By: Douglas E. Roberts
October 19, 2016
This week, the Securities and Exchange Commission (“SEC”) announced its enforcement statistics for Fiscal Year (“FY”) 2016. All told, the agency filed 868 enforcement actions, including a record 548 independent actions for violations of federal securities law, and recovered more than $4 billion in disgorgement and penalties. The number of independent enforcement actions represents an 8% increase over the number of such actions filed in FY 2015 (507) and a 32% increase over those filed in FY 2014.
The agency has yet to release its Select SEC and Market Data, the report that will break down the quantity and types of enforcement actions pursued. However, the overview contained in this week’s announcement provides some insight into the agency’s foci for the past year, and likely going forward.
Foreign Corrupt Practices – The SEC filed 21 actions to enforce the Foreign Corrupt Practices Act (“FCPA”) and announced two non-prosecution agreements with companies that self-reported FCPA violations. The 21 actions are a high-water mark for FCPA enforcement for the SEC. The agency’s increased efforts to pursue American companies for conduct committed overseas is consistent with public statements made by SEC officials throughout FYs 2015 and 2016. Businesses should anticipate that the SEC will increase its FCPA enforcement in the upcoming fiscal year.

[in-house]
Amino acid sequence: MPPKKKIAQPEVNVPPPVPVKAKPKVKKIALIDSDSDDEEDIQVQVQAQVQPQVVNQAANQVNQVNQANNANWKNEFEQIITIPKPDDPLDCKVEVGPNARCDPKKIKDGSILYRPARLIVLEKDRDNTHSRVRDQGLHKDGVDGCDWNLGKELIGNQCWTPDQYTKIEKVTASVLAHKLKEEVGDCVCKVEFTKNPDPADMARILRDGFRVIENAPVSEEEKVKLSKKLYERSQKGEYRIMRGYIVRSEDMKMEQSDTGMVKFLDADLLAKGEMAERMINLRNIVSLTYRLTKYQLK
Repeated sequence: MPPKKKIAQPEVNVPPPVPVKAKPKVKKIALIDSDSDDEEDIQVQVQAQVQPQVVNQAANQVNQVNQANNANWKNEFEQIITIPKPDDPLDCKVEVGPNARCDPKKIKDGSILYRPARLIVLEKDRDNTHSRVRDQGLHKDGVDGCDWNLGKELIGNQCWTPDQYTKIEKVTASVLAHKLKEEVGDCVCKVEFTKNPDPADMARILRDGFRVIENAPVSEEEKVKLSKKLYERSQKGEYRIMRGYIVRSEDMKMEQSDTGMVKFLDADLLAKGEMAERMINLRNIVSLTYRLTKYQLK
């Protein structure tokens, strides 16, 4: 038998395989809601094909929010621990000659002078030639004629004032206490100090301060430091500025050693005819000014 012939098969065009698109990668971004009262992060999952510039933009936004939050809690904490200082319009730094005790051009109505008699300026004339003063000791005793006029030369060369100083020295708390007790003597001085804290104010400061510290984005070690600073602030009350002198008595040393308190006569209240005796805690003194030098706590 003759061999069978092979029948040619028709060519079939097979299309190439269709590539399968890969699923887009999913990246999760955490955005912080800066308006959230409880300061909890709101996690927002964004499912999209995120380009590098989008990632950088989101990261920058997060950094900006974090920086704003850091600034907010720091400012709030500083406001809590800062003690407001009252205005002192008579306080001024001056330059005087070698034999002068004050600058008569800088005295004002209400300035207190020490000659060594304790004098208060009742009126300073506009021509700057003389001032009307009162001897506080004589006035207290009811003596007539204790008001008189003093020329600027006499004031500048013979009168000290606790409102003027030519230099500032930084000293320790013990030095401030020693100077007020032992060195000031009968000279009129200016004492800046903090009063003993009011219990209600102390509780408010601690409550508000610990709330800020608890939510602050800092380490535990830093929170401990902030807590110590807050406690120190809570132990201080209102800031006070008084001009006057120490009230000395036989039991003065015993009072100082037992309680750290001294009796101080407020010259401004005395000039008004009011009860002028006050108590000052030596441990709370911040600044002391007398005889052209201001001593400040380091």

Rewarding Whistleblowers – The SEC whistleblower program distributed to 13 recipients more than $57 million – more money than the program has distributed in all other years combined since its 2011 inception, and a 50% increase over its payouts from FY 2015 ($38 million).
The SEC also brought the agency’s first-ever standalone action for retaliation against a whistleblower and charged three companies with violating Exchange Act Rule 21F-17, which prohibits the use of confidentiality agreements to impede a whistleblower from communicating with the SEC. These protective actions on behalf of whistleblowers, coupled with ever-growing distributions, signal that the SEC has an increased sense of purpose surrounding the development of its whistleblower program.
Gatekeepers – The SEC publicized its efforts to hold so-called “gatekeepers,” such as attorneys, accountants, and auditors, accountable for the failure to comply with professional standards. It filed actions against auditing firms for violating auditor independence rules and conducting deficient audits; it sanctioned a consultant for improperly evaluating the severity of the company’s internal control deficiencies; and it charged attorneys with allegedly offering EB-5 investments while not being registered brokers.
The agency’s emphasis on such actions furthers a trend that began in 2014 with the SEC “Gatekeeper Enforcement Initiative.” The focus on gatekeepers also aligns with the SEC’s recent public statements regarding the importance of ensuring that these individuals are satisfying their professional obligations.